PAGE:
2. WHY do we have to address Malnutrition?

Malnutrition affects all countries regardless of the nature of the malnutrition problem and income levels. WHO estimates that globally 1 out of 3 people is affected by one form of malnutrition and almost half of all child deaths among children under 5 years of age are linked to undernutrition, making it a global public health problem. Many developing countries are currently affected by the double burden of malnutrition (undernutrition and overnutrition) hence it is important to address all forms through a comprehensive approach. However, during emergencies the focus is often on preventing and treating undernutrition (wasting, stunting, micronutrient deficiencies and underweight) due to its impact on child morbidity and mortality. Children with severe acute malnutrition are nearly 12 times more likely to die than healthy children[1] Hence, saving lives and preventing deaths are the primary objectives of all emergency nutrition programs. In emergency situations, protecting optimal infant and young child feeding (IYCF) practices is also critical as mortality rates of artificially fed infants are elevated in comparison to breastfed babies[2]. This is because the risk of mortality due to diarrhea and other infectious diseases are 20 times higher in infants who are not exclusively breastfed compared to those who are exclusively breast fed[3]; due to prevalent unhygienic conditions coupled with lack of safe water and facilities to sterilize feeding bottles and prepare formula safely. Children who have been breast fed for longer periods of time tend to also exhibit lower odds of infectious morbidity and mortality[4],as infants who are not breast fed have sixfold greater risk of infections related in the first 2 months of life when compared with infants that have been adequately breast fed[5]. Therefore, supporting optimal breast feeding, re-lactation, and timely introduction of complementary foods, and continuation of breastfeeding up to 2 years should always be part of any emergency nutrition response.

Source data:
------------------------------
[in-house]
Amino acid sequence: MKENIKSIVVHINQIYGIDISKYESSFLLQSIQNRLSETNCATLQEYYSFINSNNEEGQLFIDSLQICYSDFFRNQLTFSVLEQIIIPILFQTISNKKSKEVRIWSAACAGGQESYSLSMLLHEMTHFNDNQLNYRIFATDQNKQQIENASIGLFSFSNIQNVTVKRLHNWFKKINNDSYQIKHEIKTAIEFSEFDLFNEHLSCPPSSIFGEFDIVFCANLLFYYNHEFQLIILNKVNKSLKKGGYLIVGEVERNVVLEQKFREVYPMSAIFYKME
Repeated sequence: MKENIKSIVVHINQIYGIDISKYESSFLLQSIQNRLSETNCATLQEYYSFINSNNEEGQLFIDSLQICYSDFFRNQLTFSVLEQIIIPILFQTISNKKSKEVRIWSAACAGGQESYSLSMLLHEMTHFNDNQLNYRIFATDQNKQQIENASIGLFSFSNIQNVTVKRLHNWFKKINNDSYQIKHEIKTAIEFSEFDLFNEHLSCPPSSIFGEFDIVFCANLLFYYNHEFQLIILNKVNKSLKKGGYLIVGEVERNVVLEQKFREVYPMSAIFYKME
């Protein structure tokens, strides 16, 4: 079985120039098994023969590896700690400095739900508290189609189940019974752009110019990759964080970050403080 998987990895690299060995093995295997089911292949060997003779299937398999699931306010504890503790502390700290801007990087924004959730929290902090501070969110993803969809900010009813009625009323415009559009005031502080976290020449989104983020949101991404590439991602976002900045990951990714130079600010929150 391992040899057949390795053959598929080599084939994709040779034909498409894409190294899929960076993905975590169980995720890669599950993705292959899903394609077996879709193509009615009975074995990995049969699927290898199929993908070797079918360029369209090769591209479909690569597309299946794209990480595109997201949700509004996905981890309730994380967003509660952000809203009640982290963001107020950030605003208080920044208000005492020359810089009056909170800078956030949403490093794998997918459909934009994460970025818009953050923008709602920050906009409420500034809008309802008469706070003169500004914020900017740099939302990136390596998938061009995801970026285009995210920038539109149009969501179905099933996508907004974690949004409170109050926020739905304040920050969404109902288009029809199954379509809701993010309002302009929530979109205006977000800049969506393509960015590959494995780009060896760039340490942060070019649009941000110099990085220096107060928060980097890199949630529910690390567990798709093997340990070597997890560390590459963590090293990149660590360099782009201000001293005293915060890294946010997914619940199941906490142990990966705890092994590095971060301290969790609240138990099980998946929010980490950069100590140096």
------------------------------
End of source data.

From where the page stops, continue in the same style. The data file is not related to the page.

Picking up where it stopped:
Reducing malnutrition, its causes, and effects is important for achieving the Sustainable Development Goals (SDGs). Several scientific publications have indicated the importance of addressing and preventing malnutrition during the first 1000 days of a child’s life: from conception to the second birthday. If during this period the foundations for good nutrition are not properly established, irreversible damage will result such as stunting, and the child will not be able to grow to her or his full potential. It is estimated that scaling up of evidence-based nutrition specific intervention could reduce stunting by 20% and the prevalence of severe acute malnutrition by 50%[6].  Building on the 1000 days cycle, specific attention needs to be placed on supporting adolescent girls and women of reproductive age. Evidence exists of the positive effects of several specific nutrition interventions during that time period (e.g., exclusive breastfeeding during the first six months; introduction of complementary foods after 6 months, proper hygiene practices, deworming, fortification of salt with iodine). [7] even if they are scaled up to 90% coverage. Therefore, it’s important to make sectors such as food, agriculture, WASH, and health, nutrition sensitive and take a life cycle approach to prevent malnutrition at each stage of life and break the cross-generational cycle of malnutrition.

[1] UNICEF . The state of the worla’s children, 2019. Children, food, and nutrition. 2019.

[2] Davanzo R. Newborns in adverse conditions: issues, challenges, and interventions. J Midwifery Womens Health 2004;49:29–35.

[3] Maclaine A. Infant feeding in emergencies: experiences from Lebanon, 2007.

[4] Victora CG, Bahl R, Barros AJD, et al. Breastfeeding in the 21st century: epidemiology, mechanisms, and lifelong effect. Lancet 2016;387:475–90

[5] Davanzo R. Newborns in adverse conditions: issues, challenges, and interventions. J Midwifery Womens Health 2004;49:29–35.

[6] Bhutta ZA, Ahmed T, Black RE, Cousens S, Dewey K, Giugliani E, Haider BA, Kirkwood B, Morris SS, Sachdev H. What works? Interventions for maternal and child undernutrition and survival. Lancet. 2008;371(9610):417–40.

[7] Bhutta et al (2013) Evidence-based interventions for the improvement of maternal and child nutrition. What can be done and at what cost?. Lancet. 2013.